Also, the release notes paint a much more palatable picture about possible api and storage format changes. Prior to 1.0, the subversion code has been subject to pretty major changes between releases (as you would imagine for a pre-1.0 product).

01:34 AM, 16 Jul 2004 by Mark Aufflick Permalink | Comments (0)

MasonX::WebApp - Web Applications with Perl OO

Here is a nice way of structuring Web Applications in Perl getting the best of most worlds:

MasonX::WebApp

MasonX::WebApp is basically a query dispatcher that calls a particular method in your WebApp perl module (of the same name as the url) which may then (after doing the real work) pass control to a mason component to render some html output.

It lets you write your app using all your Perl OO goodness and make use of Mason's html ease—all without resulting in a mess of incoherant Mason modules full of code.

The best example is the code for a site by the module Author (Dave Rolsky), you can download it here—I haven't seen 25,000 lines of code that clean for a very long time!

08:34 PM, 14 Jul 2004 by Mark Aufflick Permalink | Comments (2)

Creating employment in the emerging world

This foreignpolicy.com page has an interesting info graphic showing the relationship between the hourly access cost at Internet caf├ęs and the proportion of a country's population living on one US dollar per day.

I think it still shows that the Internet is a very cost efficient tool in the emerging world—certainly compared to traditional alternatives—but when you have less than 1 USD to play with each day, it's going to be tough to get any business inertia going.

That's why I think micro-enterprise or micro-finance provided by groups like Opportunity International are so important and so much more valuable in the long term than simple handouts.

While i'm on the topic ... ;) Opportunity International was co-founded by Australian David Bussau and provides small loans to help people start businesses. The loans are eventually repaid from profits (with no interest) and used to fund further loans. The first loan David made was $AUS 50 (in 1976) to a struggling Indonesian farmer to buy a sewing machine. That farmer now runs an import/export business and owns a fleet of taxi's—providing employment in his village as well as financial security for his family. David's achievements since that time have netted him an Ernst & Young Australian Entrepreneur of the year award (and thus finalist to World Entrprenur of the Year)—the first social entrepreneur to be awarded one.

According to the blurb on the E&Y site, Opportunity International has funded startup businesses that have created 2.4 million new jobs and currently creates new employment at the rate of one job a minute in 28 developing countries!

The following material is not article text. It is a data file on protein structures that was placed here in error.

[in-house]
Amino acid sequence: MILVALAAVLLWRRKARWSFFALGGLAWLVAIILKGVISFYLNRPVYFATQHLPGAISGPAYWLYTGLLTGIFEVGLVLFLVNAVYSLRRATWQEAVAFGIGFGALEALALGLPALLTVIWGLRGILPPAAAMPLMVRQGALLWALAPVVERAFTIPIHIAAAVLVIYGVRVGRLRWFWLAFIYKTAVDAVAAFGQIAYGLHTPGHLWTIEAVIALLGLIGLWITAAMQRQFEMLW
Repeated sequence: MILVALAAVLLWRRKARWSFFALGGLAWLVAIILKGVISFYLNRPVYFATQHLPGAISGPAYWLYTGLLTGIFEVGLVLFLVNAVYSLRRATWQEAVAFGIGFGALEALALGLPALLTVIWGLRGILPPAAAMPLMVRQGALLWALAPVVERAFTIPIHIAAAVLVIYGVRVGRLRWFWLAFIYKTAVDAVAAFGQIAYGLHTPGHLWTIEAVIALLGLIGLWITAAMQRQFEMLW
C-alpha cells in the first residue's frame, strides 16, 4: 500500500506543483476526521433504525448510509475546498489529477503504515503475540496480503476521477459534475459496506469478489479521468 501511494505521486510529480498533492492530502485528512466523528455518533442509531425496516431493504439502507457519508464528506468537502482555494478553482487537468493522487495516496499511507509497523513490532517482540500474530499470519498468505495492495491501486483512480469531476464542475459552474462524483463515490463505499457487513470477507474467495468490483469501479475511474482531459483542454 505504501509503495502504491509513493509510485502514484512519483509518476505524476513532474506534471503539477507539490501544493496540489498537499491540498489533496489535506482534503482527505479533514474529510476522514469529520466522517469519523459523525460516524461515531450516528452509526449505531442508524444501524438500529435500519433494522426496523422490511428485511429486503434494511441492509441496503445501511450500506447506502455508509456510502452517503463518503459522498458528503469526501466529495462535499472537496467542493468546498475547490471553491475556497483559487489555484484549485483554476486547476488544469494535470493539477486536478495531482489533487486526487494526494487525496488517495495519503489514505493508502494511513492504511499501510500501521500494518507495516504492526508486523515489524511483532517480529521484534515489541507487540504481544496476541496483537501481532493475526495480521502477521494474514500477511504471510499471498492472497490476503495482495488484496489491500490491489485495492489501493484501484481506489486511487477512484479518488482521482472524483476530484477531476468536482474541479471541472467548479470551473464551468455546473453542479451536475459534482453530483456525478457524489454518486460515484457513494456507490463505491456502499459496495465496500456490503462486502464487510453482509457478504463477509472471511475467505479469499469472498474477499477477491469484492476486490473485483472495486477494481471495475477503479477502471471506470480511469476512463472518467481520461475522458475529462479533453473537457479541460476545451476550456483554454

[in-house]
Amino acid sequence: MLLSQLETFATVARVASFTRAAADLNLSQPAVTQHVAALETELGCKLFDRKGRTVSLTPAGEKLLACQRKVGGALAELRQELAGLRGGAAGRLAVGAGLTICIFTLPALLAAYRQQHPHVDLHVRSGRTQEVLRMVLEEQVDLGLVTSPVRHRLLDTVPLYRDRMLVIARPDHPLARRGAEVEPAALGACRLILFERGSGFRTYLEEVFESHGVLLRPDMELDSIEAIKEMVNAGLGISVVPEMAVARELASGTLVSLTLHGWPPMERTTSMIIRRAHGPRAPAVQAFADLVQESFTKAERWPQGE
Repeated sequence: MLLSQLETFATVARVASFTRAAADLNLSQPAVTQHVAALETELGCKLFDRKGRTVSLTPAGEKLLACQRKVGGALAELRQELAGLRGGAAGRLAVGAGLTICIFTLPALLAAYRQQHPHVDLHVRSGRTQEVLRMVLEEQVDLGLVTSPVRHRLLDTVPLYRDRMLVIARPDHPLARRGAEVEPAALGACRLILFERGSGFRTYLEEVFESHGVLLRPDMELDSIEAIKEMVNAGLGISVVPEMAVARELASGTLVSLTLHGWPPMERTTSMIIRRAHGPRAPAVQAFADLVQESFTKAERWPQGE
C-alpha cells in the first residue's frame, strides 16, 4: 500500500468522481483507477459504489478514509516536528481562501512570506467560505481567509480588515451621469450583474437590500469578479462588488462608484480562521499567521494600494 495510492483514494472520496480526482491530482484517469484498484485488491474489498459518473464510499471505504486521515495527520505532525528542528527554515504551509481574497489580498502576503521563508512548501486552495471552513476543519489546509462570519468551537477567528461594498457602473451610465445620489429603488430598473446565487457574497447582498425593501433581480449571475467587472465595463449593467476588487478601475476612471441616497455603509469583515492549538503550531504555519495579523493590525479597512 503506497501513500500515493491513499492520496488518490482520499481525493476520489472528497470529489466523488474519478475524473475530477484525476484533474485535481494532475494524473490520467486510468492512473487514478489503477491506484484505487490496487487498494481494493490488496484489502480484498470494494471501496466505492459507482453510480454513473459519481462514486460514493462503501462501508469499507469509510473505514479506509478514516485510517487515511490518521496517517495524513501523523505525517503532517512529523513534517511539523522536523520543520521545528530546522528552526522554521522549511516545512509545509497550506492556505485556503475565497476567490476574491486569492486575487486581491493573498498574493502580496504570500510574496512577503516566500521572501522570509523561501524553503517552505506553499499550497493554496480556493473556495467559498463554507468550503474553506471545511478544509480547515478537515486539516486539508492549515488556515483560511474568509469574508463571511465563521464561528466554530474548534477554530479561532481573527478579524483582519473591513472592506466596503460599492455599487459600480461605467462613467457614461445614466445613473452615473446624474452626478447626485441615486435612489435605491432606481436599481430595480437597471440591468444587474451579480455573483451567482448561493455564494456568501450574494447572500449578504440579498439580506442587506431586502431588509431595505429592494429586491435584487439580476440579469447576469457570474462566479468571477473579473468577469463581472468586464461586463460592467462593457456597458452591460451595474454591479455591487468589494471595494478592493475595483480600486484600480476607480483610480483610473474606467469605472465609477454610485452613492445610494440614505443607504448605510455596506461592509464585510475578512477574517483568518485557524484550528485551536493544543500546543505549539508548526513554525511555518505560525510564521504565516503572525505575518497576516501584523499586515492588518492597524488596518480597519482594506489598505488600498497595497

The challenge to the IT industry is to take part in this and use the Internet and Open Source to help bring poverty stricken people groups more in line with western nations.

02:28 AM, 03 Jul 2004 by Mark Aufflick Permalink | Comments (0)

AWK is your friend

The Unix philosophy is all about simple tools that fit the job at hand. awk is one of the better examples of this, alongside familiar commands like grep and less etc.

A recent linux.com article catchily titled AWK is your friend reminded me that many people aren't familiar with how handy awk is. This article isn't fantastic, but it's worth a read as are the comments at the end.

The document that alerted me to how handy the awk command can be—even for a seasoned Perl hacker—is How to get things done with awk written by Sakari Mattila. I recommend it over the linux.com article for usefulness as both an introduction and resource. Sakari has updated it a number of times over 8 years, so it is probably safe to trust it's accuracy!

Another document that looks excellent is An Introduction to AWK by Brian Brown. Like Sakari's article this one was written in 1994, but apears not to have been updated since.

01:51 AM, 03 Jul 2004 by Mark Aufflick Permalink | Comments (1)

At least one OS company is providing better features with each release... I suspect switching to a Unix kernel is really starting to pay of in saved development time.

A few things that stand out to me:

Safari RSS - Apple understands the increasing complexity of dealing with information sources, and that RSS is one of the keys to dealing with opt-in data feeds. Haveing a great interface built into the browser is smart.

Spotlight - Similar to the RSS feature, the new searching functionality shows further that Apple understands information. Apple has been strong with searching since it's (now disbanded) Advanced Technology Group developed and patented the V-Twin (archived on archive.org: ATG, V-Twin) searching technology in the 90s.

iChat AV multi-way - iChat has already made text and voice chatting the most convenient way to collaborate even for non-techie users. iChat AV and the iSight camera make video conferencing just as easy. The new UI for multiple chats is a great use of openGL to make a complex concept visually easy to understand.

Dashboard - I don't know that the super-bold colours in the example screenshot will win any friends, but the return of the desk accessory is a good think - I hope that the launch times and availability will be just as convenient (and no Font/DA mover in sight!).

12:45 AM, 01 Jul 2004 by Mark Aufflick Permalink | Comments (0)